Aly Raisman, Jordyn Wieber, Simone Biles. The list of household names of beloved Team USA gymnasts now is not only associated with gold medals won during the golden age of U.S. gymnastics, but can be added to the list of more than 150 women who came forward against Dr. Lawrence Nassar. A former doctor for athletes at Michigan State University and the U.S. Olympic Gymnastics Team, Nassar took advantage of his position of power over girls as young as six years old, repeatedly abusing them during what he considered routine medical examinations.
Kyle Stephens, the first of the women to speak out publicly against Nassar, was a family friend of the doctor, with no ties to gymnastics. At age 12, after six years of abuse, Stephens confided in her parents, telling them about multiple instances in which Nassar had exposed himself to her. Instead of believing her, Stephens’ parents asked her to apologize to Nassar.
After seven days of testimony from women, it became revoltingly apparent that Nassar had not stopped with Stephens, which Judge Rosemarie Aquilina acknowledged by handing him a sentence of up to 175 years in prison — essentially a death sentence. Regardless of the sentence, of the hours of brutal truths flung at his face, it seems as though Nassar remains incapable of taking accountability for his heinous actions.
“Hell hath no fury like a woman scorned,” Nassar wrote in a letter to the court.
Nassar continued on in the letter to rant and rave about how his sentence in an earlier case involving child pornography was “not proper, appropriate, fair” and that it caused him to lose all support in the trial for the sexual assault charges. The doctor also reiterates his twisted belief that his abuse of the women was justified in the name of medicine, that he was and is a good doctor, that the girls and their families referred their friends to him because he did such a good job.
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Not surprisingly, Nassar joins the horde of men who are entirely incapable of seeing their actions as abusive or wrong. Somehow, the girls asked for it, or they wanted it or there simply was no abuse. But this is a tale as old as time and it will not change until not only the abuser is held accountable, but those who were complicit in the abuse are as well.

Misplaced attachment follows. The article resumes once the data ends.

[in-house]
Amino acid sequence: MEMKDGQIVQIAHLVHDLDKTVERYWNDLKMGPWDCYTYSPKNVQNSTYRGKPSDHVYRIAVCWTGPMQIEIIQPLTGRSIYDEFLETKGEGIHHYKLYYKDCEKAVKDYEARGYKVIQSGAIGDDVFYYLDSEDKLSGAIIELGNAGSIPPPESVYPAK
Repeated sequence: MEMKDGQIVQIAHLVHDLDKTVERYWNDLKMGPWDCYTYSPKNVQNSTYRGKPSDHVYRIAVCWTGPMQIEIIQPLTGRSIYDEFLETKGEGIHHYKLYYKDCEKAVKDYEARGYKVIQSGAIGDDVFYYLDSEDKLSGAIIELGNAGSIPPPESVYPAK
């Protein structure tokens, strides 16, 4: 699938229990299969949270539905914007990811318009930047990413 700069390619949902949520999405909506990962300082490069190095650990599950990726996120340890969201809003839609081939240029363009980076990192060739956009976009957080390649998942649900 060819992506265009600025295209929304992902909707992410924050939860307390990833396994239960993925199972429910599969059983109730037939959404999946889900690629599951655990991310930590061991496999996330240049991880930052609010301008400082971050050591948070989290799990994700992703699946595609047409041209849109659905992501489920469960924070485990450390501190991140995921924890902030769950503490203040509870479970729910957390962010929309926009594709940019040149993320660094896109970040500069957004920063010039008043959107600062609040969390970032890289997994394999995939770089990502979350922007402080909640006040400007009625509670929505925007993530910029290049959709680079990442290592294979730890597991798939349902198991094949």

In the flurry of evidence condemning Nassar, numerous officials from organizations that employed the doctor have stepped down. Most recent is now-former president of Michigan State University, Lou Anna Simon, who was the president of the university for the past 13 years and the majority of Nassar’s tenure at the institution.
In her letter of resignation, Simon wrote that tragedies such as Nassar’s abuse are often “politicized” and that “blame is inevitable,” with the president of the institution housing the abuser often times receiving the brunt of criticism. She extended an apology to the victims of Nassar, and repeatedly maintains that the university abided by the guidelines in how it handled the accusations against Nassar.
But MSU isn’t nearly as innocent as Simon and other officials would lead the public to believe, and their apologies are far too little too late. Under federal supervision since 2014 for mishandling of sexual assault and gender discrimination cases, the university asked to be released from supervision because officials had been acting in “good faith” for long enough. In other words, Michigan State and its administration felt like they’d paid their dues for a couple cases they tried to carelessly sweep under the rug.
Federal officials denied the request for two reasons. First, in 2014, the university failed to notify federal officials of the dual Title IX and campus police investigations of Nassar, instead choosing to remain silent about the abuse plaguing female athletes on campus. Nassar was cleared in both investigations.
Second, the university still has not relinquished all of its documents pertaining to the accounts of abuse to federal officials.
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The egregious disregard for their legal obligation to correctly handle and report sexual assault allegations dissolves any and all apologies issued from Michigan State officials in the wake of the Nassar trial. It is not enough to issue apologies to try to save face in the aftermath of numerous accounts of the university’s negligence, nor is it enough to offer up internal investigations and partially relinquished documents as evidence that the university “did it’s best” in handling the allegations.
Nassar’s trial and sentencing was a huge moment for his victims, who had the rare opportunity to confront the man who made their lives hell and for abusers nationwide who have heretofore been allowed to conduct their illegal activities without much fear of being found out, let alone of any real consequences. It is now time to turn a critical eye on the institutions like Michigan State University that allowed the abuse to continue relatively unchecked. Officials at universities nationwide are meant to protect students and ensure their safety. Protecting doctors, professors and other staff members against sexual abuse allegations is not fulfilling either of those things.
Nassar is a prime example of power being allocated to a man who never deserved it, who abused it and who is now deservedly paying with his life. And the 150 women who testified against him are emblematic of women nationwide who are courageous enough to stand up and say enough is enough, justice must be served.
Aly Niehans ([email protected]) is a sophomore majoring in political science and intending to major in journalism.